Providers often have to manage multiple contracts as community services are often broken off in to individual tenders, meaning that providers often deliver some community services in an area rather than the full range of comprehensive community services to the local population. While some CCGs are supporting collaborative approaches whereby one lead community provider leads a consortium of other providers to collectively win a contract, other CCGs remain intent on frequently re-tendering or decommissioning individual service contracts, driven by compliance with procurement rules. However this unfortunately often involves "salami slicing" services and can risk the continuity and quality of care if services are moving frequently between providers.

In our survey, we asked all trust leaders whether they had submitted a bid for a community services contract in the last three years. Over half of respondents said they had. Trusts providing community services were more likely to have placed a bid than trusts that did not provide a community service. However, three trusts who do not currently provide community services said they submitted a bid in the last three years, demonstrating that other types of providers are trying to move into this space. When asked how many bids they had submitted in the last three years, trusts that already provide community services submitted on average 4.8 bids (figure 15). The highest number of bids submitted by a trust was 20.

Figure 15

Typically, an NHS tendering process includes, but is not limited to, a written submission in response to the invitation to tender, as well as presentations and interviews. The amount of work involved in the tender depends on the size of the contract; the larger the contract, the more paperwork and engagement is necessary throughout the tendering process. Both trusts and CICs report that engaging with the tendering process leads to a lot of wasted time and resource in the system. Providers also tend to hold a significant number of community service contracts from a number of commissioners. These complex, fractured commissioning arrangements mean that a lot of financial and human resources are spent on bidding for contracts. Trusts feel this time and money could be better spent on improving services.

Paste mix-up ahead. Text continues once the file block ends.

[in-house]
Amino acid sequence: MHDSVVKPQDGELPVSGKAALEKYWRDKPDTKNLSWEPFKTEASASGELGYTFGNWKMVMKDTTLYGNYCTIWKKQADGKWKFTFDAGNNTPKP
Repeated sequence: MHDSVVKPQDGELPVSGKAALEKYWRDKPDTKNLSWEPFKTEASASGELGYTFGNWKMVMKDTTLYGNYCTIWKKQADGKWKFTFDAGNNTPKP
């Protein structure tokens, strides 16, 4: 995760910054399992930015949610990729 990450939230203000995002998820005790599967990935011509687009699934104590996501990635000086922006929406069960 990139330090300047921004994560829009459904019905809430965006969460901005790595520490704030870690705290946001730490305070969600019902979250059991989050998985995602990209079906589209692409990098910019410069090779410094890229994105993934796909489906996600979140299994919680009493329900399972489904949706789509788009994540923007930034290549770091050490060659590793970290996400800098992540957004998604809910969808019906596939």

We asked all providers who said they had submitted a bid for a community contract in the last three years whether the process felt proportionate in terms of the time and resource put into it. Almost three quarters (71%) of trusts said that it was not proportionate (figure 16). Feedback strongly suggests that trusts are frustrated about the distraction caused by frequent re-tendering as it takes both clinical and non-clinical staff away from other commitments, to an extent that is disproportionate for the size of the contract. It is also important to consider the costs of tendering to CCGs, and therefore to the system as a whole.

Figure 16


This frequent retendering can be destabilising for trusts providing community services because there is no certainty over whether they will retain existing revenue streams through current contracts in a few years time. It may also be the case that a provider loses the contract for one part of the services that it provides, but this has a destabilising impact on the whole organisation. This causes problems for long-term planning, investment and staff recruitment and retention.

In addition, often when retendering for a contract, the renewed contract will expect the provider to deliver the same service to more patients for less money. Although trusts are working hard to realise efficiency savings across community services, demand is ever increasing and the scale of the challenge is palpable. Trusts that we interviewed are clear that they cannot continue to provide the same amount of services on existing block contracts, and are having to consider reducing the level of service or staff, which risks the quality of the service.

Competitive procurement, fragmented commissioning and the use of frequent retendering act as a barrier to building up community services. While some CCGs are striving to do more strategic commissioning and avoid unnecessary retendering, others are still focused on contractual monitoring. If we are to build up community services to better meet the needs of the population now and in the future, services need to be commissioned in a way that strengthens, not burdens, community service providers. The tender process needs to be less burdensome, less frequent and better support the integration and improvement of services. Commissioners should make the most of the opportunity to commission community services in a way that will strengthen their role.